Realty 411 Magazine Q and A
Having access to solid legal counsel is important for every business. Sound advice can, first of all,prevent small issues from developing into full-blown legal woes.Recently, our staff had a chance to interview Philip W. Boesch, founder of the Boesch Law Group, one of the leading legal firms in the country. Boesch and his firm won a landmark case for the Anna Nicole Smith estate and successfully obtained judgments of $475 million and $89 million for tort and estate-related litigation involving her late billionaire husband.
Q: WHEN DO I NEED AN ATTORNEY FOR MY REAL ESTATE DEALINGS?
A: You should speak with an attorney to set up your ownership rights and as soon as you learn of a possible dispute so that the positions can be in-vestigated and negotiated to achieve your goals. An early consultation with an attorney is smart in any case, from partnership disputes to ownership issues to construction to commercial property purchases to claims against lenders or disputes among investors.
Q: WHY DOES IT SEEM THERE ARE THERE MORE PROBLEMS AND LAWSUITS THAN THERE USED TO BE?
A: The recent downturn in the economy changed the thinking of borrowers, owners and lenders. Tight money and difficult circumstance left contracts breached and debts unpaid. Endless types of mis-conduct were the subject of negotiation and litiga-tion, and now, as the markets come back, people are wary and worried – correctly so. The professionals at the Boesch Law Group are well equipped to avoid problems, and to work through them when they are unavoidable.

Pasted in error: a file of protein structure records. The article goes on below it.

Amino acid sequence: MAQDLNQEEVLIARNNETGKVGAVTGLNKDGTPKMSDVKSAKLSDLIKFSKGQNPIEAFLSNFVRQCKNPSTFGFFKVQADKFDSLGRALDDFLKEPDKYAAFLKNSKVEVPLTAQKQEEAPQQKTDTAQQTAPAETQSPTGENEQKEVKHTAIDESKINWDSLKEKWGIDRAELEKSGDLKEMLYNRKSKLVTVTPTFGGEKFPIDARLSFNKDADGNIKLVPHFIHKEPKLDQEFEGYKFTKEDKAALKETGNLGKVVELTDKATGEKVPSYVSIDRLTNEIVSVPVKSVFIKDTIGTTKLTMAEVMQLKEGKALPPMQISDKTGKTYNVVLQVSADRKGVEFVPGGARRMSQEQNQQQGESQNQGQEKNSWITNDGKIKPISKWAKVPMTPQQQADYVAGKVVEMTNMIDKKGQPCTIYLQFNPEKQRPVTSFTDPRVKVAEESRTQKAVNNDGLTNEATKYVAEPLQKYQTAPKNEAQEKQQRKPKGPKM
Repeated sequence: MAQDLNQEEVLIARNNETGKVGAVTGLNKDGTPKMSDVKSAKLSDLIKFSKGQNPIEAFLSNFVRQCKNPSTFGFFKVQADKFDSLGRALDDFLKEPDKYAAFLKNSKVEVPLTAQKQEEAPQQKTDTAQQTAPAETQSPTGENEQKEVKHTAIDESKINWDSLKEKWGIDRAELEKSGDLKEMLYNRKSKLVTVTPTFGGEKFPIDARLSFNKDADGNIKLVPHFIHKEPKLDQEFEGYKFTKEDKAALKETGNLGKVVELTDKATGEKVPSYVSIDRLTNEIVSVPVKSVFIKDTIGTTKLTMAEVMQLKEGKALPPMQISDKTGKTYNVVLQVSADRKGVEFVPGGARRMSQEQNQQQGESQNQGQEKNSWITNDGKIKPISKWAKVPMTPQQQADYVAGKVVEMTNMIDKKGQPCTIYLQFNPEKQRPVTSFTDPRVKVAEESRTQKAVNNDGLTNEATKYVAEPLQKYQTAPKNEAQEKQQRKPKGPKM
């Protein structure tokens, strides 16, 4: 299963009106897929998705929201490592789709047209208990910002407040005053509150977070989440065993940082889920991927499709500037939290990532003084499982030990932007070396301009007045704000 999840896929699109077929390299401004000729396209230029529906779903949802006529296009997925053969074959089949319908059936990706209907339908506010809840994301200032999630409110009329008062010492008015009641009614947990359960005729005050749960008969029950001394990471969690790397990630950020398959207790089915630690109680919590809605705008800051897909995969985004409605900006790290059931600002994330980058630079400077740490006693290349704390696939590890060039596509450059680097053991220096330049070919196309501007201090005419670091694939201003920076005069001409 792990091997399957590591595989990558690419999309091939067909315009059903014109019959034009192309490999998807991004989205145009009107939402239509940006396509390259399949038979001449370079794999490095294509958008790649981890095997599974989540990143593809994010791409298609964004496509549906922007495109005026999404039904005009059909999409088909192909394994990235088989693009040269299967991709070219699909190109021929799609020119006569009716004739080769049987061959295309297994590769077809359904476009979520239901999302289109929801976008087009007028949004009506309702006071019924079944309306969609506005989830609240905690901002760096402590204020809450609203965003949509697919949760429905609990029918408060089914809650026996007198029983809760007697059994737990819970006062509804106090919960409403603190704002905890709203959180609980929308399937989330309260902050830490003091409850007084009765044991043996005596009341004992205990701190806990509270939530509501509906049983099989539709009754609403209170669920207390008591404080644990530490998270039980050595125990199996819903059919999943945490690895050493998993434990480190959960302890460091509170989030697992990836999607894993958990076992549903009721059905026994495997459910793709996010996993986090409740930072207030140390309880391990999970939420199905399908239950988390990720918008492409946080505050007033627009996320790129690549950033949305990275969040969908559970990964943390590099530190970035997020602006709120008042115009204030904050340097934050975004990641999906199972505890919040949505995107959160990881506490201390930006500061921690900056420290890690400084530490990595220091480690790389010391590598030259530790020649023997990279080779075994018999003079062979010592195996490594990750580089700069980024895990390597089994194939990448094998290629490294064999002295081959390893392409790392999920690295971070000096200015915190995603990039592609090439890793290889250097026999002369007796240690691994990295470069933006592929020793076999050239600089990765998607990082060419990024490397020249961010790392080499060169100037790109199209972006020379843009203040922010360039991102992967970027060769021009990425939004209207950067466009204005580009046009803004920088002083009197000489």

Q: CAN I SHARE OWNERSHIP OF A PROPERTY EASILY?
A: Sure. You can own property in a corporation,in a limited liability company, in a partnership and among individuals. Corporations can be in joint ventures and partnerships too. Then there are different types of co-ownership:tenancy in common, tenancy by entirety, and joint tenancy. Tenancy in common, the most popular of the three, is where several persons or entities each possess a portion of the entire property, and each is entitled to use of the property. Owners in this type of ownership may sell their interest or transfer it to another person as they please.
Tenancy by entirety, commonly used in marriage,states that each owner has an equal interest and right to own the whole property. Should one owner pass away, the other owner will be accorded fullpossession of the property.
Joint tenancy is almost the same as tenancy by entirety, however many other individuals (besides spouses) can hold title. Joint tenants also have equal right to own the whole property.
Q: WHEN CAN I SUE FOR FRAUD?
A: “Any time after another party has misrepresented the state or status of the property or transaction to you, and has caused financial and/or material damages as a result, you have the right to seek not only compensation, but possibly even punitive damages,” according to Benjamin C. Johnson, an attorney with the Boesch Law Group. Further, depending on your contract, you may be entitled to attorneys’ fees.